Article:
Our dire state of health and well-being is well-documented. The number of type 2 diabetes cases is high by world standards, and rising daily, with a 35 per cent increase from 2014 to 2015. We have an obesity epidemic, and this is leading to high rates of cardiovascular disease and other lifestyle-related illnesses. The reasons behind this are complex starting with the change in living standards brought about since the discovery of oil but the solution is simple. We must pay closer attention to diet and exercise.
The authorities are aware of the issues and have responded by investment in world-class healthcare facilities. But that only tackles the symptoms; the cure relies on changing our lifestyles. Even habits acquired relatively recently are hard to shake. It is convenient and cheap to purchase high-calorie foods and to drive in air-conditioned comfort rather than walk or cycle around the city. And that is where the next step comes in: providing not just the facilities for exercise and the opportunities to buy healthy food, but to educate people about the need to pursue a healthier lifestyle. And, of course, effective education starts at a young age.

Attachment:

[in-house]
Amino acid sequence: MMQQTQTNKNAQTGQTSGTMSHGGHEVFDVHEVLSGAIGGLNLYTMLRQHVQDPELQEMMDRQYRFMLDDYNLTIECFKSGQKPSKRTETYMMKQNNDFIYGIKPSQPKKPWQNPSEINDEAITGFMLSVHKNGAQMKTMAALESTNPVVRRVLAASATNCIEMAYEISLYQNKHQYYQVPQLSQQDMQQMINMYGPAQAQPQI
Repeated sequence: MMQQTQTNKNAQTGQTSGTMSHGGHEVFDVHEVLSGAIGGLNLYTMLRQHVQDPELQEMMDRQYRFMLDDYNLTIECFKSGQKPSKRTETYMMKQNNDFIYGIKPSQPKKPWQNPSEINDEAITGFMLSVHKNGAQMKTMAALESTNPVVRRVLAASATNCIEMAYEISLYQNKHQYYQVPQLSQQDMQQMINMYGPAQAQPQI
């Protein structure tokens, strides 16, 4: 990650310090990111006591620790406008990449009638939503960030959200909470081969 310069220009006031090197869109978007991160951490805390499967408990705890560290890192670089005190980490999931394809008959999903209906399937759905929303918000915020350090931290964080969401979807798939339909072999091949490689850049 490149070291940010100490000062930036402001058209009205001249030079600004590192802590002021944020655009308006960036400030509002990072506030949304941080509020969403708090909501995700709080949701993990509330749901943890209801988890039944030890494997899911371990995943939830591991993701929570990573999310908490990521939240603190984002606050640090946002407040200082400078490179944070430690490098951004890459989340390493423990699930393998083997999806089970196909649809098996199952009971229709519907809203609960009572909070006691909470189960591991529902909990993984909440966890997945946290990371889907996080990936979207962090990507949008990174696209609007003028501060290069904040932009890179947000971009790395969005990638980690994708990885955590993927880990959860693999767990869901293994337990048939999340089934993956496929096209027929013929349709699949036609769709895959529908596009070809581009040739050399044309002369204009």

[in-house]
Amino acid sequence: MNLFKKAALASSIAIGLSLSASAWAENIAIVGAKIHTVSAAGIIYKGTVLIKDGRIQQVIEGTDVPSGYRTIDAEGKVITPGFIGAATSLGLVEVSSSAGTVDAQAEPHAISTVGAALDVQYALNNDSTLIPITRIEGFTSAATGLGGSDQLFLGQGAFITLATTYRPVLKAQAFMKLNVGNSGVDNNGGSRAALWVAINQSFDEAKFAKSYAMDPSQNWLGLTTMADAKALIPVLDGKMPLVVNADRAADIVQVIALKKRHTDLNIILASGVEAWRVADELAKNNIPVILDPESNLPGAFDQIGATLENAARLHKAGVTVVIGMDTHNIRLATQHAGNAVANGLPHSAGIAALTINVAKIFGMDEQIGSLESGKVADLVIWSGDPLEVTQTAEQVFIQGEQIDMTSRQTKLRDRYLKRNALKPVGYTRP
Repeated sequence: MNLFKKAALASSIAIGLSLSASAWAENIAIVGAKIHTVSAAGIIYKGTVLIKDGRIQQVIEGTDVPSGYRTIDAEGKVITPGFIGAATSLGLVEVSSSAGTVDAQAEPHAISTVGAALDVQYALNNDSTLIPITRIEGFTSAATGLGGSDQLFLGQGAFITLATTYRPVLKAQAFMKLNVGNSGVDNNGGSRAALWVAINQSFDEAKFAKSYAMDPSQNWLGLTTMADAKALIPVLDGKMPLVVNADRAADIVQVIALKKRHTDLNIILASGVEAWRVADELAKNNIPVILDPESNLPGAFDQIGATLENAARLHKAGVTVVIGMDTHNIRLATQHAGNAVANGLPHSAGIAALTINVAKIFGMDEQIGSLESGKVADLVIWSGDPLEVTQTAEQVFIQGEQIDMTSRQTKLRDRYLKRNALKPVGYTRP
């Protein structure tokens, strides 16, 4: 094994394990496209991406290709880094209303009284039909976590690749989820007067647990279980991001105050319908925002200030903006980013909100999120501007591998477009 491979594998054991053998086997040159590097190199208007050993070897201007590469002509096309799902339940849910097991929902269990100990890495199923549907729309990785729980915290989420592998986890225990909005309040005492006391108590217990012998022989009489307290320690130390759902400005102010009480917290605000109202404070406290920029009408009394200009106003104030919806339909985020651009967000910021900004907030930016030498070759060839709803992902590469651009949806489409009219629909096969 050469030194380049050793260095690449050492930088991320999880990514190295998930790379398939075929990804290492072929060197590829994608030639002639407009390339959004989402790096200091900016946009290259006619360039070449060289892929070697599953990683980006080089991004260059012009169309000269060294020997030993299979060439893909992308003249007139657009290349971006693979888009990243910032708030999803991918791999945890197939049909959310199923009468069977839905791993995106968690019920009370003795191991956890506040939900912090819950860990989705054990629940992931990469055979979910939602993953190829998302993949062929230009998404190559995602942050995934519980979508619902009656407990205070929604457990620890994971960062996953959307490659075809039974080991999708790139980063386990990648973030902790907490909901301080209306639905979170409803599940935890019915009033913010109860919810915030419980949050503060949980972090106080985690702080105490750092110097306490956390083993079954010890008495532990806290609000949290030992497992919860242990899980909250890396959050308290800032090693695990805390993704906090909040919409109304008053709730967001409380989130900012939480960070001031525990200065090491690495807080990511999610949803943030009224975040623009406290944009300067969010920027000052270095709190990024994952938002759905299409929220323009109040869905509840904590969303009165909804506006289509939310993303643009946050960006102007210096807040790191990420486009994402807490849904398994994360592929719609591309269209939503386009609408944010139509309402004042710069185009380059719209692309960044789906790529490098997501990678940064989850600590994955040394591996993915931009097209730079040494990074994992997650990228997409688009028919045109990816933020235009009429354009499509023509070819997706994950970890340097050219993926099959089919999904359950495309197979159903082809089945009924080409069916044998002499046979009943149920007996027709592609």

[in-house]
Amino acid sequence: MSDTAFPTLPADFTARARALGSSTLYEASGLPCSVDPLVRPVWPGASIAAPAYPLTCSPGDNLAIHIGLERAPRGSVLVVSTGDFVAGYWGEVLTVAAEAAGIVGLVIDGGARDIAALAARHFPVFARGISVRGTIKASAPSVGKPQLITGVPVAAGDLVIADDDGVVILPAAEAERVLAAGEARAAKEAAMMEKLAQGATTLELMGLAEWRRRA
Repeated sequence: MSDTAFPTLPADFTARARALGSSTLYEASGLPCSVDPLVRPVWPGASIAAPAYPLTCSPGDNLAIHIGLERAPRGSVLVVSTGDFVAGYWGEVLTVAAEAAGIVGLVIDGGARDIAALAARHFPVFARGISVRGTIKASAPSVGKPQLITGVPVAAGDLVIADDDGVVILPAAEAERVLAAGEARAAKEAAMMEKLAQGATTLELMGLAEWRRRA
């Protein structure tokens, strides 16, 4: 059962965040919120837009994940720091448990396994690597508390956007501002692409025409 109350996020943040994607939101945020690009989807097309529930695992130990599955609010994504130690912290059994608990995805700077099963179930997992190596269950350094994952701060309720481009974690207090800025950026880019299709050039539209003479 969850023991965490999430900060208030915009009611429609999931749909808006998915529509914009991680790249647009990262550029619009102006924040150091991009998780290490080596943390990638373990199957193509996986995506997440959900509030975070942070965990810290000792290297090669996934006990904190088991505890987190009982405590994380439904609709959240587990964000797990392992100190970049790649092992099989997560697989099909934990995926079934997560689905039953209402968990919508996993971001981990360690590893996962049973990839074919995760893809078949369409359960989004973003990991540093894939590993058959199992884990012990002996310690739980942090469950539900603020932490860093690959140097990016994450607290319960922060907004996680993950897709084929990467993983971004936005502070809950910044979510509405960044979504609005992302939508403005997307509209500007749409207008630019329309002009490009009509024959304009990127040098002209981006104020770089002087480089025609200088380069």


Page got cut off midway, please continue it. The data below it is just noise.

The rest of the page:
That is why we should introduce courses on fitness, health and well-being, diet, nutrition and physiology into our schools.. It should look at new ways to get children moving an acknowledgement that existing physical exercise programmes are not engaging enough. Fitness can, and should, be fun.
This programme can be a part of holistic solution that goes beyond the classroom and playground, so healthy habits can “trickle up” to parents, extended families and entire communities. It also needs support from the health industry, including medical providers and insurance companies. A truly healthy, and happier, society is attainable if we all work together.
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